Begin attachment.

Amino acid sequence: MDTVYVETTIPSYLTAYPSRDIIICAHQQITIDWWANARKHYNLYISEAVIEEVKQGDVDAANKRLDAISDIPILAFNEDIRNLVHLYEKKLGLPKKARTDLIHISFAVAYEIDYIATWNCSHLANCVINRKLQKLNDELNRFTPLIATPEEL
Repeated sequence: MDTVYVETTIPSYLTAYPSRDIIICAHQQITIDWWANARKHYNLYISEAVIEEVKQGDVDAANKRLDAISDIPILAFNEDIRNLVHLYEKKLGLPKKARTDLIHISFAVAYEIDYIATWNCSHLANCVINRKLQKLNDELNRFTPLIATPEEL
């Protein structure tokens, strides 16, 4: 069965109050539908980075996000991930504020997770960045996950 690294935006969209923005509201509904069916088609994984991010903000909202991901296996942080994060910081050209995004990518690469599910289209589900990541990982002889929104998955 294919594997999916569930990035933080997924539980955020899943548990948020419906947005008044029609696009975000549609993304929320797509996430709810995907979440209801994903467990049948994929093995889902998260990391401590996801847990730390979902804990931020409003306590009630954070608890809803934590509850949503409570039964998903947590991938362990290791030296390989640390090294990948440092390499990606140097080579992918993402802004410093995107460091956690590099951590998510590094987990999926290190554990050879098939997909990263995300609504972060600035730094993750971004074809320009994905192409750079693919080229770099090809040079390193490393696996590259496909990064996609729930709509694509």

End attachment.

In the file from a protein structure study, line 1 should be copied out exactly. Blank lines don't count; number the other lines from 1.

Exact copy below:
Amino acid sequence: MDTVYVETTIPSYLTAYPSRDIIICAHQQITIDWWANARKHYNLYISEAVIEEVKQGDVDAANKRLDAISDIPILAFNEDIRNLVHLYEKKLGLPKKARTDLIHISFAVAYEIDYIATWNCSHLANCVINRKLQKLNDELNRFTPLIATPEEL